A mechanical pump that takes over the function of the damaged ventricle of the heart and restores normal blood flow.
Left ventricular assist devices (LVADs) were originally developed for patients with heart disease from which they were not expected to recover and who needed mechanical support as a bridge to a heart transplant. LVADs were then used in patients with heart failure who needed ventricular assistance to allow the heart to rest and recover its function. This permitted a meaningfully longer survival and an improved quality of life. LVADs also provide an alternative treatment for patients with advanced heart failure who are not candidates for cardiac transplantation. The devises cost about $60,000 each in 2003 with an additional $150,000 in hospitalization charges.
- Ventricular fibrillation
An abnormal and irregular heart rhythm in which there are rapid uncoordinated fluttering contractions of the lower chambers (ventricles) of the heart. Ventricular fibrillation disrupts the synchrony between the heartbeat and the pulse beat. Ventricular fibrillation is commonly associated with heart attacks and scarring of the heart muscle from previous heart attacks. Ventricular fibrillation is […]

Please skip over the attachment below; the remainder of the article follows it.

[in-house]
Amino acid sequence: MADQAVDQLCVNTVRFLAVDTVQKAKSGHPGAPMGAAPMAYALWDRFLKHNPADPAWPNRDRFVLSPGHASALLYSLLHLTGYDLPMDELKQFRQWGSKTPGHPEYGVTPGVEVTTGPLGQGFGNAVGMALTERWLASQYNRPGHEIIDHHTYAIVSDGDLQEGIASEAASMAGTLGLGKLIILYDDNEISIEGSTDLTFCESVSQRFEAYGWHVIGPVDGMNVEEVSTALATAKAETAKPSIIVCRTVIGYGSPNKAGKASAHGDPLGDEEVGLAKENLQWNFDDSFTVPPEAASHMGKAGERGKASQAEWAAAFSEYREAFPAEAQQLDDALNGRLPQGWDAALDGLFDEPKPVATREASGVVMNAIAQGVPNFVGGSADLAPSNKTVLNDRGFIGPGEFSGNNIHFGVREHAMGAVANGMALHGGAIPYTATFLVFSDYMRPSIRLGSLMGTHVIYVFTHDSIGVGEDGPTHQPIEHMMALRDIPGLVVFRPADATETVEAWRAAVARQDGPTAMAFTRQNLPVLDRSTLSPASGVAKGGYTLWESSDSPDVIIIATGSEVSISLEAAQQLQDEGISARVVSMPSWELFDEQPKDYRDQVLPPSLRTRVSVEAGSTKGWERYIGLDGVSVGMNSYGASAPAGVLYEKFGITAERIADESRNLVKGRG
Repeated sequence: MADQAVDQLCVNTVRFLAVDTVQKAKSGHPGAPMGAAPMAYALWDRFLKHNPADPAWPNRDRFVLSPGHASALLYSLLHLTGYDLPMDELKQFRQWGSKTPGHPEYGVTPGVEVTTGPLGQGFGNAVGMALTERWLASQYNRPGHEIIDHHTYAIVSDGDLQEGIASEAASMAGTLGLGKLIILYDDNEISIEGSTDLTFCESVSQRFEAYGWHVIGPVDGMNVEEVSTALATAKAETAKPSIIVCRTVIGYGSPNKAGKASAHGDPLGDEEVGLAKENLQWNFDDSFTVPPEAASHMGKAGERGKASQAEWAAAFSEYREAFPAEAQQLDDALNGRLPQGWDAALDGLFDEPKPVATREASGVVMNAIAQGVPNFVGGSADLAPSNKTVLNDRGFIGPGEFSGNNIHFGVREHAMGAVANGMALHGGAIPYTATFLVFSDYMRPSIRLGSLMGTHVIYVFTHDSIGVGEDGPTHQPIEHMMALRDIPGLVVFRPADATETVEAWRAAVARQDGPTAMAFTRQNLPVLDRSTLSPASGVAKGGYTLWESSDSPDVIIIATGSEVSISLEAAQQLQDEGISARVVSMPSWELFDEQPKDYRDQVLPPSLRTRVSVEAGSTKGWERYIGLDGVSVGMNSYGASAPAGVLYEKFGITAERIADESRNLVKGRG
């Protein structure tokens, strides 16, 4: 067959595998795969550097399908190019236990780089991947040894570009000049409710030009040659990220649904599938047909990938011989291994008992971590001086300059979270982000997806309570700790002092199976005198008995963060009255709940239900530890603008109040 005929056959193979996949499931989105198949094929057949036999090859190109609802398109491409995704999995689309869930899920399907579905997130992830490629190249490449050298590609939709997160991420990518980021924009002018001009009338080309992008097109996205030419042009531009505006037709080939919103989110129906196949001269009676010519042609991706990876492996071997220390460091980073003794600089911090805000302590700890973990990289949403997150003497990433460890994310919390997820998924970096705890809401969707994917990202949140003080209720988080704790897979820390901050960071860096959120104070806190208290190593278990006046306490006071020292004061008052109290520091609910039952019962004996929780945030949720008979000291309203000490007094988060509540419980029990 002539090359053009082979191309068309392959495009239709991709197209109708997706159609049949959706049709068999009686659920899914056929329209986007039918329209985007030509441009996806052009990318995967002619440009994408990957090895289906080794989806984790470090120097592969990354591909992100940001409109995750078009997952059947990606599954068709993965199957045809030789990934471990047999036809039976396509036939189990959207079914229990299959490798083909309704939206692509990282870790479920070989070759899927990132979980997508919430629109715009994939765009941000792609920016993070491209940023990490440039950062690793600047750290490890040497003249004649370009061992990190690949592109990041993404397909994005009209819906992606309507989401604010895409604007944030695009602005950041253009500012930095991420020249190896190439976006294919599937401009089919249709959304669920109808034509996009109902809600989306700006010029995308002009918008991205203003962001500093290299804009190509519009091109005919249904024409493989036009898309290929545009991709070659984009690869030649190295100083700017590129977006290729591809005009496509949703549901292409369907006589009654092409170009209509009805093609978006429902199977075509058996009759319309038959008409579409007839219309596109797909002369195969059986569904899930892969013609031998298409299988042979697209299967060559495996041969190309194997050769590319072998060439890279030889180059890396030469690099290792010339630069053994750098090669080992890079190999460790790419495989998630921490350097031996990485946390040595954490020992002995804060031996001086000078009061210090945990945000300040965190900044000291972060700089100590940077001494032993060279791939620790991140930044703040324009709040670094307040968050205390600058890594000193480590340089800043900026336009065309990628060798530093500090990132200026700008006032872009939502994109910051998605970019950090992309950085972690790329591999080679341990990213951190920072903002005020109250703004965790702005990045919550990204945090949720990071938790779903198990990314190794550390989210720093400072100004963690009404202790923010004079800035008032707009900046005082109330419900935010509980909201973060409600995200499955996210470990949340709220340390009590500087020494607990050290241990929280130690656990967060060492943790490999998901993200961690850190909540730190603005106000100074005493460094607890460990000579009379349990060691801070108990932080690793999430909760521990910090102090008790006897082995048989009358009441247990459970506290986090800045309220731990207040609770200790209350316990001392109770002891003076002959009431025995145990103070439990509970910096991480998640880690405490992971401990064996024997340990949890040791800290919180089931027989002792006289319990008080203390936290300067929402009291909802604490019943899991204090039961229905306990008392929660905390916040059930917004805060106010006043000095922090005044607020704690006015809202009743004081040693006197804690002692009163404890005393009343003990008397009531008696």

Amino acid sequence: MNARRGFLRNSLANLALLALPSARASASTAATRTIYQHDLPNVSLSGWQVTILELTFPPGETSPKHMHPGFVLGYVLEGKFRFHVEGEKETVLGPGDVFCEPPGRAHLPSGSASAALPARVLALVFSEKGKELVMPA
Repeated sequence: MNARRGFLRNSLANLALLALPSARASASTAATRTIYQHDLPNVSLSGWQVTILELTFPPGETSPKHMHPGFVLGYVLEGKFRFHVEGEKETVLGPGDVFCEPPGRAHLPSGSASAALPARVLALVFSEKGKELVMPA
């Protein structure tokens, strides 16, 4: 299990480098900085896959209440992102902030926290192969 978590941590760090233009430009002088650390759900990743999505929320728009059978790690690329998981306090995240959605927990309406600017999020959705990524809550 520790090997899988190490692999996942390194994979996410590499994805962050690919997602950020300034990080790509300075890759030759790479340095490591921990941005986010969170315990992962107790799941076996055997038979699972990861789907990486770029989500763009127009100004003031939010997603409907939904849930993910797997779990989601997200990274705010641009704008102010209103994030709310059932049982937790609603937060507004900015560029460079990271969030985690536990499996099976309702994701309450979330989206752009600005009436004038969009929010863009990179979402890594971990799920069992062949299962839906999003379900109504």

- Ventricular septal defect (VSD)
A hole in the septum (the wall) between the lower chambers of the heart (the ventricles). Ventricular Septal Defect is the most common type of heart malformation (congenital heart disease). At least 1 baby in every 500 is born with a VSD. A VSD lets blood from the left ventricle (where it is under relatively […]
- Ventricular septum
The wall between the two lower chambers (ventricles) of the heart.
- Ventricular tachycardia
An abnormal heart rhythm that is rapid and regular and that originates from an area of the lower chamber (ventricle) of the heart. Ventricular tachycardias can be life-threatening arrhythmias that are commonly associated with damage to the heart muscle due to coronary artery disease.
- Ventriculopleural shunt
A shunt that drains fluid from a cerebral ventricle into the pleural (chest) cavity. The shunt is designed to relieve hydrocephalus (“water on the brain”).